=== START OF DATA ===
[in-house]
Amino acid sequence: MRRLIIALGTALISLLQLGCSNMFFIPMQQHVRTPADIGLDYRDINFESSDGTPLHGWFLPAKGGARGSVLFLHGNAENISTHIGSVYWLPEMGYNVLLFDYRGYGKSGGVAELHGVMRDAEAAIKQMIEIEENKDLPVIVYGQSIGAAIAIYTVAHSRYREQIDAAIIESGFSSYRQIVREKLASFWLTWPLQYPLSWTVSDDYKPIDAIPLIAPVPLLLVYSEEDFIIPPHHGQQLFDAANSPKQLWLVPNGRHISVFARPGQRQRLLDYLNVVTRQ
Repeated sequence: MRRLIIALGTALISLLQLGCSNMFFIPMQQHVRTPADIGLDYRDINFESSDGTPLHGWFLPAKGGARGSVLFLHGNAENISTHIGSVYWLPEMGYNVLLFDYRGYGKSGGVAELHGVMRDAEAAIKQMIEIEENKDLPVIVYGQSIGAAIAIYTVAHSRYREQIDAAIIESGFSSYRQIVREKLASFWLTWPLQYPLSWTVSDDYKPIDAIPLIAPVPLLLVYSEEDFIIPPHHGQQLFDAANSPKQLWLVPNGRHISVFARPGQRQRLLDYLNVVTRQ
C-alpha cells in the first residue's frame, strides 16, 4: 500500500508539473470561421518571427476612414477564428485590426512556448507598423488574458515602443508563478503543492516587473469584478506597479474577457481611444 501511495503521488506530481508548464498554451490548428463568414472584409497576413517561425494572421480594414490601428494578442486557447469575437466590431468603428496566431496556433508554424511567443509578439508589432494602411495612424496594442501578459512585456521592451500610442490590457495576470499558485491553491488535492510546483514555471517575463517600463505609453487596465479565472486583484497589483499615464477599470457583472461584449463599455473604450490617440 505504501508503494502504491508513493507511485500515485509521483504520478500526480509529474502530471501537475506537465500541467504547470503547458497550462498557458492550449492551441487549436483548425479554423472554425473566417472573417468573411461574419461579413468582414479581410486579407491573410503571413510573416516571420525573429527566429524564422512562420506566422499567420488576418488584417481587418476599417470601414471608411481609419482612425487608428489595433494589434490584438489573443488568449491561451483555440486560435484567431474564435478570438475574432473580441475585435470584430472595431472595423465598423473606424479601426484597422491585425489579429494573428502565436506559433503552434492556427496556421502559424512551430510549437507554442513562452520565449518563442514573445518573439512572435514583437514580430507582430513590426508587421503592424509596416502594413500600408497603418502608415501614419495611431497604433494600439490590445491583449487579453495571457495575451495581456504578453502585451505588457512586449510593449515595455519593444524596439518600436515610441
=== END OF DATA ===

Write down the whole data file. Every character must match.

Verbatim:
[in-house]
Amino acid sequence: MRRLIIALGTALISLLQLGCSNMFFIPMQQHVRTPADIGLDYRDINFESSDGTPLHGWFLPAKGGARGSVLFLHGNAENISTHIGSVYWLPEMGYNVLLFDYRGYGKSGGVAELHGVMRDAEAAIKQMIEIEENKDLPVIVYGQSIGAAIAIYTVAHSRYREQIDAAIIESGFSSYRQIVREKLASFWLTWPLQYPLSWTVSDDYKPIDAIPLIAPVPLLLVYSEEDFIIPPHHGQQLFDAANSPKQLWLVPNGRHISVFARPGQRQRLLDYLNVVTRQ
Repeated sequence: MRRLIIALGTALISLLQLGCSNMFFIPMQQHVRTPADIGLDYRDINFESSDGTPLHGWFLPAKGGARGSVLFLHGNAENISTHIGSVYWLPEMGYNVLLFDYRGYGKSGGVAELHGVMRDAEAAIKQMIEIEENKDLPVIVYGQSIGAAIAIYTVAHSRYREQIDAAIIESGFSSYRQIVREKLASFWLTWPLQYPLSWTVSDDYKPIDAIPLIAPVPLLLVYSEEDFIIPPHHGQQLFDAANSPKQLWLVPNGRHISVFARPGQRQRLLDYLNVVTRQ
C-alpha cells in the first residue's frame, strides 16, 4: 500500500508539473470561421518571427476612414477564428485590426512556448507598423488574458515602443508563478503543492516587473469584478506597479474577457481611444 501511495503521488506530481508548464498554451490548428463568414472584409497576413517561425494572421480594414490601428494578442486557447469575437466590431468603428496566431496556433508554424511567443509578439508589432494602411495612424496594442501578459512585456521592451500610442490590457495576470499558485491553491488535492510546483514555471517575463517600463505609453487596465479565472486583484497589483499615464477599470457583472461584449463599455473604450490617440 505504501508503494502504491508513493507511485500515485509521483504520478500526480509529474502530471501537475506537465500541467504547470503547458497550462498557458492550449492551441487549436483548425479554423472554425473566417472573417468573411461574419461579413468582414479581410486579407491573410503571413510573416516571420525573429527566429524564422512562420506566422499567420488576418488584417481587418476599417470601414471608411481609419482612425487608428489595433494589434490584438489573443488568449491561451483555440486560435484567431474564435478570438475574432473580441475585435470584430472595431472595423465598423473606424479601426484597422491585425489579429494573428502565436506559433503552434492556427496556421502559424512551430510549437507554442513562452520565449518563442514573445518573439512572435514583437514580430507582430513590426508587421503592424509596416502594413500600408497603418502608415501614419495611431497604433494600439490590445491583449487579453495571457495575451495581456504578453502585451505588457512586449510593449515595455519593444524596439518600436515610441